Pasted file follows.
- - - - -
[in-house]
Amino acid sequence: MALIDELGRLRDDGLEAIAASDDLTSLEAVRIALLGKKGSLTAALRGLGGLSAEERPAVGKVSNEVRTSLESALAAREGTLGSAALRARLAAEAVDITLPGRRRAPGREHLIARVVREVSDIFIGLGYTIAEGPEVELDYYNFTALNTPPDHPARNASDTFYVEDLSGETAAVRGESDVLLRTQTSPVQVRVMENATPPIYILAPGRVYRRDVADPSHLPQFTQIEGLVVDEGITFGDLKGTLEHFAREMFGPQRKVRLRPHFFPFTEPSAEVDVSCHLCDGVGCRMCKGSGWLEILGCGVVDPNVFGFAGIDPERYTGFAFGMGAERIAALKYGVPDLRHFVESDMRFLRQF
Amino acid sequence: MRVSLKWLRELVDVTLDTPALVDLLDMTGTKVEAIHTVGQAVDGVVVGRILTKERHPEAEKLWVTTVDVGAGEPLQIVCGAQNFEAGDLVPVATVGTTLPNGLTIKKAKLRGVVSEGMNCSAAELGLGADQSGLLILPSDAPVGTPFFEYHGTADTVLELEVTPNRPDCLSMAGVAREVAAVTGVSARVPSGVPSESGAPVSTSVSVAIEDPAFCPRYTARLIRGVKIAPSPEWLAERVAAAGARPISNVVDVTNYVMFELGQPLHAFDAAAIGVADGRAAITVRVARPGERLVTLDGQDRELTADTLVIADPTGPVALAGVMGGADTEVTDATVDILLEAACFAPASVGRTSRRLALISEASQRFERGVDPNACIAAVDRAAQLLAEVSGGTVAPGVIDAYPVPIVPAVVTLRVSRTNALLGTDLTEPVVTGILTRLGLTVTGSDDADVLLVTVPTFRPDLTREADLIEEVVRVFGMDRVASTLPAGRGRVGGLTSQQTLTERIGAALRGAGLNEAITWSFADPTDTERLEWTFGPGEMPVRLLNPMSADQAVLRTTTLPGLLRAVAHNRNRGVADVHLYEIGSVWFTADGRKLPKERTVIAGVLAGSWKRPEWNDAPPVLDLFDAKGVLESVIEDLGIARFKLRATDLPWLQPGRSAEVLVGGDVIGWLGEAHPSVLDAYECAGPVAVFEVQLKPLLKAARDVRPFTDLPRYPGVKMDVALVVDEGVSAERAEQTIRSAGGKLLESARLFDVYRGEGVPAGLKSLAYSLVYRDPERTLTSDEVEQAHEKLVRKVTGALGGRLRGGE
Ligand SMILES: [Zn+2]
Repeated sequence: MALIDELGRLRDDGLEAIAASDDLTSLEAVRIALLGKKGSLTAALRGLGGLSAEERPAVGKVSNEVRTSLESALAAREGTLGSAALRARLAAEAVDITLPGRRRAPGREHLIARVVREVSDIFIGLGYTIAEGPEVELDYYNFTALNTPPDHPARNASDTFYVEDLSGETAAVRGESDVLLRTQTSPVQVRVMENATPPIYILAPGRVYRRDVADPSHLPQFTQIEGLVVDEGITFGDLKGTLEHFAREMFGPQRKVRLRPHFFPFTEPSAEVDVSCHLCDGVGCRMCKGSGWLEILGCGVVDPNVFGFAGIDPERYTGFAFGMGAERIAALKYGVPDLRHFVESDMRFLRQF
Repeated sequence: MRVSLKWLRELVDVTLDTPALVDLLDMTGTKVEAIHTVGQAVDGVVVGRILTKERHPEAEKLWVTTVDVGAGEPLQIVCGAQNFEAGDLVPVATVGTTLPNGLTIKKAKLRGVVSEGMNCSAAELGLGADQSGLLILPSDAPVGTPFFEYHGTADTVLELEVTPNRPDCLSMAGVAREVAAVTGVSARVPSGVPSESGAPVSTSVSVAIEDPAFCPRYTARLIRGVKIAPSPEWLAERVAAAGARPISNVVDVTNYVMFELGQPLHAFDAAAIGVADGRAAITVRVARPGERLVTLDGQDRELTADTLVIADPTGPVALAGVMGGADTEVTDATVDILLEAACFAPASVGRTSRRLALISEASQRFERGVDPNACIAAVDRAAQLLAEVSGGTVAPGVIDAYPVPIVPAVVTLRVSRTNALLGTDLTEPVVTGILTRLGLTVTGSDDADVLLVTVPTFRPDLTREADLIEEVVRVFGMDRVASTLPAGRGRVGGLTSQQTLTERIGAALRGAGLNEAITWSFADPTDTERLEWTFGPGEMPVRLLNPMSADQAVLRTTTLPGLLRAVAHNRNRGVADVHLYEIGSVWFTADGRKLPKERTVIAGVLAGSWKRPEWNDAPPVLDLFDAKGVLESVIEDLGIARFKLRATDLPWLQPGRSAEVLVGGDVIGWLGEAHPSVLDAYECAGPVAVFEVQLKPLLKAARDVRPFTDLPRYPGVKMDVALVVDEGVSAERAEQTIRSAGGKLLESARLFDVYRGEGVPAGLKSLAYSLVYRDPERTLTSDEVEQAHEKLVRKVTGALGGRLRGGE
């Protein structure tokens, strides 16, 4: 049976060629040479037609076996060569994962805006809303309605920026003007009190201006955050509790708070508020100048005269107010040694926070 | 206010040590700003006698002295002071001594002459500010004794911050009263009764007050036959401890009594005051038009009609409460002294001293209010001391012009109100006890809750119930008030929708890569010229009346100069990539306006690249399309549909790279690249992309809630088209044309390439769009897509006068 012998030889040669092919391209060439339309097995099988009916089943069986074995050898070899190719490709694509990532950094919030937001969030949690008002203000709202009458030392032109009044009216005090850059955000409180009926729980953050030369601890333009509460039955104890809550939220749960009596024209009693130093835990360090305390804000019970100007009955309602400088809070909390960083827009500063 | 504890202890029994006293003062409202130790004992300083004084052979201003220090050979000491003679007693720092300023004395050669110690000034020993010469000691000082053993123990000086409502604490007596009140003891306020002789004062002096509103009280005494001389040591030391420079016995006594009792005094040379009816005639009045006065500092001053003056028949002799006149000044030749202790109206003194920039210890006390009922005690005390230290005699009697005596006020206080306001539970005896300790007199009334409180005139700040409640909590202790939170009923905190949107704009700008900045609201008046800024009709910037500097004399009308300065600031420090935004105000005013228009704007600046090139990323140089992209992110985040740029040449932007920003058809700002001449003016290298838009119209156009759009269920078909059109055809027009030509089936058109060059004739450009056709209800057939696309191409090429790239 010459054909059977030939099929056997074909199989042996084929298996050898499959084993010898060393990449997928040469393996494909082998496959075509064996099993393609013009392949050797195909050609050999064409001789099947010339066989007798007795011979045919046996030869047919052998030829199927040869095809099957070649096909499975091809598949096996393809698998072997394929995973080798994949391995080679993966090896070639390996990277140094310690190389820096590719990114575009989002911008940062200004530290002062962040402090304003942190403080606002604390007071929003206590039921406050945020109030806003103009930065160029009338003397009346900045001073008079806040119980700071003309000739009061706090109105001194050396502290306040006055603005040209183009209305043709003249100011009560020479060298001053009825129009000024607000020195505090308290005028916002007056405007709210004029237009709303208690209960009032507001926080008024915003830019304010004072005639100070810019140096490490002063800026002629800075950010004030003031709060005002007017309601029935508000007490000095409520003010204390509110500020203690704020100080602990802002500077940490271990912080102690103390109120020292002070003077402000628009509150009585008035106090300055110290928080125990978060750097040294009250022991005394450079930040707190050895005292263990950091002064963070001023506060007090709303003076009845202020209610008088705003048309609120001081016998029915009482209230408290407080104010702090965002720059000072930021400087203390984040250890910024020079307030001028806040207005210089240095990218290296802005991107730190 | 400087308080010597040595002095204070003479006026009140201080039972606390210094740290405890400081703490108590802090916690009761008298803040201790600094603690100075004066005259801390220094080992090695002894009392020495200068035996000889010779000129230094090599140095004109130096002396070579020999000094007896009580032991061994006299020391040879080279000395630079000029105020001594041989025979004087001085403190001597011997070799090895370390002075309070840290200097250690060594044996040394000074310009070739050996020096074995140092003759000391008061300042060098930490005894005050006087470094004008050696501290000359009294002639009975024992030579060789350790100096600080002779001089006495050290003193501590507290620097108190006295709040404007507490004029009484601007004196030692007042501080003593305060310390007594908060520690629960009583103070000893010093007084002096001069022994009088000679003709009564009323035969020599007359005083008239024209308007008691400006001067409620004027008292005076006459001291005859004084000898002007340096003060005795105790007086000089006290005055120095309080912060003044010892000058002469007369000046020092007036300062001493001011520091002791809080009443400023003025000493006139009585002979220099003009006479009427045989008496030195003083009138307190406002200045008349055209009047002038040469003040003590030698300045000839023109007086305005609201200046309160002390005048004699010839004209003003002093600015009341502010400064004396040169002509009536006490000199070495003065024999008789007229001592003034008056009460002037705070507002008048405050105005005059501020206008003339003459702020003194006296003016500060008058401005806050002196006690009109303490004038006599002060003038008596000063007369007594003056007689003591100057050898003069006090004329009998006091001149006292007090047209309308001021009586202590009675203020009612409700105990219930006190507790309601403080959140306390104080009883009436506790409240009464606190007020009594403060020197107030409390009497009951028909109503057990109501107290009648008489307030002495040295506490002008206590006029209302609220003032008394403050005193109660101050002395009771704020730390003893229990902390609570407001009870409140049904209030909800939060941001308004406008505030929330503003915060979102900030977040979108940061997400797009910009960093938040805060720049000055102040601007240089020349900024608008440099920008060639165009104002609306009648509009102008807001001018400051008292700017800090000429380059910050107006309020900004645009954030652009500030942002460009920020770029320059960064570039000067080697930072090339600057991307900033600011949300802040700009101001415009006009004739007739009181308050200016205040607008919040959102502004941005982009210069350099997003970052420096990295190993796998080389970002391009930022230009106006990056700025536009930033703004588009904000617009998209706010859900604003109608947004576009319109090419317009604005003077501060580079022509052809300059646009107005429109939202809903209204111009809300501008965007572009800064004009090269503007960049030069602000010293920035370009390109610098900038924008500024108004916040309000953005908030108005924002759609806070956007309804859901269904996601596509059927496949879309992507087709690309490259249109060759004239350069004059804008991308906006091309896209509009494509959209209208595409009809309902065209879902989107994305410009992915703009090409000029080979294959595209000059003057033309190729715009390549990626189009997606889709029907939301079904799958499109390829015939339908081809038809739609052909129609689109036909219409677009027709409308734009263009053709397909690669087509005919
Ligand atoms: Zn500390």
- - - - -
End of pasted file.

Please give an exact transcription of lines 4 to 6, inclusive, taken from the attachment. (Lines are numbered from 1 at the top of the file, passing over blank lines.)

Ligand SMILES: [Zn+2]
Repeated sequence: MALIDELGRLRDDGLEAIAASDDLTSLEAVRIALLGKKGSLTAALRGLGGLSAEERPAVGKVSNEVRTSLESALAAREGTLGSAALRARLAAEAVDITLPGRRRAPGREHLIARVVREVSDIFIGLGYTIAEGPEVELDYYNFTALNTPPDHPARNASDTFYVEDLSGETAAVRGESDVLLRTQTSPVQVRVMENATPPIYILAPGRVYRRDVADPSHLPQFTQIEGLVVDEGITFGDLKGTLEHFAREMFGPQRKVRLRPHFFPFTEPSAEVDVSCHLCDGVGCRMCKGSGWLEILGCGVVDPNVFGFAGIDPERYTGFAFGMGAERIAALKYGVPDLRHFVESDMRFLRQF
Repeated sequence: MRVSLKWLRELVDVTLDTPALVDLLDMTGTKVEAIHTVGQAVDGVVVGRILTKERHPEAEKLWVTTVDVGAGEPLQIVCGAQNFEAGDLVPVATVGTTLPNGLTIKKAKLRGVVSEGMNCSAAELGLGADQSGLLILPSDAPVGTPFFEYHGTADTVLELEVTPNRPDCLSMAGVAREVAAVTGVSARVPSGVPSESGAPVSTSVSVAIEDPAFCPRYTARLIRGVKIAPSPEWLAERVAAAGARPISNVVDVTNYVMFELGQPLHAFDAAAIGVADGRAAITVRVARPGERLVTLDGQDRELTADTLVIADPTGPVALAGVMGGADTEVTDATVDILLEAACFAPASVGRTSRRLALISEASQRFERGVDPNACIAAVDRAAQLLAEVSGGTVAPGVIDAYPVPIVPAVVTLRVSRTNALLGTDLTEPVVTGILTRLGLTVTGSDDADVLLVTVPTFRPDLTREADLIEEVVRVFGMDRVASTLPAGRGRVGGLTSQQTLTERIGAALRGAGLNEAITWSFADPTDTERLEWTFGPGEMPVRLLNPMSADQAVLRTTTLPGLLRAVAHNRNRGVADVHLYEIGSVWFTADGRKLPKERTVIAGVLAGSWKRPEWNDAPPVLDLFDAKGVLESVIEDLGIARFKLRATDLPWLQPGRSAEVLVGGDVIGWLGEAHPSVLDAYECAGPVAVFEVQLKPLLKAARDVRPFTDLPRYPGVKMDVALVVDEGVSAERAEQTIRSAGGKLLESARLFDVYRGEGVPAGLKSLAYSLVYRDPERTLTSDEVEQAHEKLVRKVTGALGGRLRGGE